Cutting all salt out of your diet would be a dangerous, even deadly, health move … but consuming excessive levels can be damaging as well. Your best route is to strike a chord somewhere in the middle and consume the salt your body needs to stay healthy, and not too much else.
Tips for Healthy Sodium Intake
For most, this will mean learning how to cut down on salt intake by:
Limiting your intake of processed foods.
Reading food labels and avoiding those with excessive sodium levels.
Choosing natural, pure food options as much as possible. For instance, while most pancake syrups contain added sodium, pure maple syrup does not.
Buying meat and poultry that hasn’t been injected with a sodium solution.
Opting for low-sodium varieties of your favorite foods, especially canned soups, bouillon, and frozen dinners, which tend to be heavily salted.
Limiting your intake of fast foods and restaurant meals (when you eat out, try splitting one large portion in half).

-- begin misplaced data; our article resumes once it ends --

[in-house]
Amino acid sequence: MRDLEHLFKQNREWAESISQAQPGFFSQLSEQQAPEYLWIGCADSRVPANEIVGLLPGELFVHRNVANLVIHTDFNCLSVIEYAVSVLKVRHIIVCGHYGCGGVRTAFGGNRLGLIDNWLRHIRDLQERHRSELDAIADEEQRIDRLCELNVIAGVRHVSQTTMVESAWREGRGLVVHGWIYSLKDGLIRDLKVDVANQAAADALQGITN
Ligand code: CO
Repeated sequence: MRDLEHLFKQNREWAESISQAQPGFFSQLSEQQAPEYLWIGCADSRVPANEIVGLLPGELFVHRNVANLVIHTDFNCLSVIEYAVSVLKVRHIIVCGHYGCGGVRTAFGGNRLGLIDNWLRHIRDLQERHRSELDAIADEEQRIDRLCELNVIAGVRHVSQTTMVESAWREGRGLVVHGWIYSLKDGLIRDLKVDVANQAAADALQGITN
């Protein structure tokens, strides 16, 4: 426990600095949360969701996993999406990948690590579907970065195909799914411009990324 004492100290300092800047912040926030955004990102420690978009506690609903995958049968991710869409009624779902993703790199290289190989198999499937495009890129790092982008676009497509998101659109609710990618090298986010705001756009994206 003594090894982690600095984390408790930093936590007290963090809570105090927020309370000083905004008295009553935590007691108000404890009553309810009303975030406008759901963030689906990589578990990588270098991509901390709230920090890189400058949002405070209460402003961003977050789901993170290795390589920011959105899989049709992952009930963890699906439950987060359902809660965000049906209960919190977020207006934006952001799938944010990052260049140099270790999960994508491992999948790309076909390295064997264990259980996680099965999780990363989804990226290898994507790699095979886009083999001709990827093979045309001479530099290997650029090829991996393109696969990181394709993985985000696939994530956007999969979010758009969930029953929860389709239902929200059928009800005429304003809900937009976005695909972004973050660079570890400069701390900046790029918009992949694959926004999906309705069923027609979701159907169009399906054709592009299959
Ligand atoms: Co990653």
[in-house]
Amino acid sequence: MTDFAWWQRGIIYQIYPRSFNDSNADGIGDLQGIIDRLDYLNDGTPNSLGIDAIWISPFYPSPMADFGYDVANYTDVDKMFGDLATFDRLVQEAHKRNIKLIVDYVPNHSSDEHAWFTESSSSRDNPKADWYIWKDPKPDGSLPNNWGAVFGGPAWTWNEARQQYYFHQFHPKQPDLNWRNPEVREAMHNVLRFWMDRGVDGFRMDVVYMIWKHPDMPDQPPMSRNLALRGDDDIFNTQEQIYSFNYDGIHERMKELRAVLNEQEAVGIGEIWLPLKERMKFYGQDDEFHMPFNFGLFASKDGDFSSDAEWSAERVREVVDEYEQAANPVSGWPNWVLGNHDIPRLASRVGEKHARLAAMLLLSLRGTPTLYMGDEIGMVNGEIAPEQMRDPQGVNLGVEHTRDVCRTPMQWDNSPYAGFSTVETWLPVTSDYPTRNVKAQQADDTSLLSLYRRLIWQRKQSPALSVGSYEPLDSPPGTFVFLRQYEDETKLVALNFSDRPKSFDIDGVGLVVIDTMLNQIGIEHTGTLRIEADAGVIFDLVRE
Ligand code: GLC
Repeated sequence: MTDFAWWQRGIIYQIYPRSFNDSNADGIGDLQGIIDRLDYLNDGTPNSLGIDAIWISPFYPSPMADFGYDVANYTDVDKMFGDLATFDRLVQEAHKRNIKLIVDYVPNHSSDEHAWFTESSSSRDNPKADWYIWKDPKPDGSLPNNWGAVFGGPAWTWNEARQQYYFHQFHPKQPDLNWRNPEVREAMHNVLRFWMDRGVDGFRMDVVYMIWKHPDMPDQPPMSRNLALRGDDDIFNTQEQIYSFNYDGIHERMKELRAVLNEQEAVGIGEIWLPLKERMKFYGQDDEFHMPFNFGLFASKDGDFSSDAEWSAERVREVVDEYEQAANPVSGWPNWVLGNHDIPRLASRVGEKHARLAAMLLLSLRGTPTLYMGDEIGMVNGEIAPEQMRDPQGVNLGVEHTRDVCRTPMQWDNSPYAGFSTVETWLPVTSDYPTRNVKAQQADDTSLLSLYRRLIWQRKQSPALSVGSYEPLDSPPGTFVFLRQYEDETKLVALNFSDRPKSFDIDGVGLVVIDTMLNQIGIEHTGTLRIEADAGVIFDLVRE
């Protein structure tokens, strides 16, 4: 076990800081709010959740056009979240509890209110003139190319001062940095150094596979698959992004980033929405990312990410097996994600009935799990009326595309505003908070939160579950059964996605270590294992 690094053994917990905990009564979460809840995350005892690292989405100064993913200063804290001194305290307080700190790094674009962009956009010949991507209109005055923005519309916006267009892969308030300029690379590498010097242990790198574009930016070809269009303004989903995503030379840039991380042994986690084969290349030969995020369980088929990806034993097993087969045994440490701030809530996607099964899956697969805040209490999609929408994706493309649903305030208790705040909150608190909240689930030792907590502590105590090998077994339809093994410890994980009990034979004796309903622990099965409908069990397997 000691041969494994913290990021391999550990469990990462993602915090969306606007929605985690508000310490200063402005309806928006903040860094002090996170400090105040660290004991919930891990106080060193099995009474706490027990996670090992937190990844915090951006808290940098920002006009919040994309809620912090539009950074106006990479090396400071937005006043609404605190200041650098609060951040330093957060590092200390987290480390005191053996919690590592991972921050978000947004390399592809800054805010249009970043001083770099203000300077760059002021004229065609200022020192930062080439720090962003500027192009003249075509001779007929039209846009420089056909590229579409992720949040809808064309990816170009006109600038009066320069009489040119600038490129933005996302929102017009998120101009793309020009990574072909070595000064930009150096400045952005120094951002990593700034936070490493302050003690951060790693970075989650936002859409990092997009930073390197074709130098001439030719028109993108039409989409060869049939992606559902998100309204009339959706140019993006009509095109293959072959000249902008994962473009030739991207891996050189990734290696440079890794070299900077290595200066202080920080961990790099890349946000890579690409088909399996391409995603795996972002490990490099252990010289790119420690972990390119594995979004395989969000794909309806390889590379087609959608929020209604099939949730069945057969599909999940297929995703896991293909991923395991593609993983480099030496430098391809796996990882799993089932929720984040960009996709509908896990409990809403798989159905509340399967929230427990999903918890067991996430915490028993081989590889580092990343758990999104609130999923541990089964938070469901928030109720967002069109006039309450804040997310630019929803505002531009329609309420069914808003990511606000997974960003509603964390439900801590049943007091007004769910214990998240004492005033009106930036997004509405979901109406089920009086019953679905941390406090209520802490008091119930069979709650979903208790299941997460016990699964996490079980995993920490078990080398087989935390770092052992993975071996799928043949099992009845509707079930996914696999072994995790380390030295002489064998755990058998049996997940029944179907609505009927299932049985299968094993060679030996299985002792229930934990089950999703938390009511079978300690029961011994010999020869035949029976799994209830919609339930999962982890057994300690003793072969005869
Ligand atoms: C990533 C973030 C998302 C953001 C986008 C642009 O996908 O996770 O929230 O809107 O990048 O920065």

Getting creative with herbs and spices in your home cooking to add flavor without extra sodium. Vinegar and citrus juice can also add a kick without needing extra salt.
Finally, when you do use salt you may want to opt for sea salt, Himalayan salt or another natural salt form, especially if you’re trying to limit chemicals in your diet. Typical table salt can contain up to 2.5 percent chemicals from processing and anti-caking agents along with trace minerals, and naturally processed salts will not have these additions (except for the trace minerals).
Be aware, however, that many natural salts do not contain iodine, a nutrient that’s important for the function of your thyroid hormones.
Table salt is one of the main suppliers of iodine in the diet, so if you cut down on your salt intake, particularly iodized salt, significantly, you’ll want to be certain you’re still getting enough iodine, especially if you’re pregnant or breastfeeding.
(Dietary sources of iodine include seaweed, yogurt, cow’s milk, eggs, strawberries and mozzarella cheese. Supplements are also available.)
Still, for most the challenge with salt lies not with too little but too much.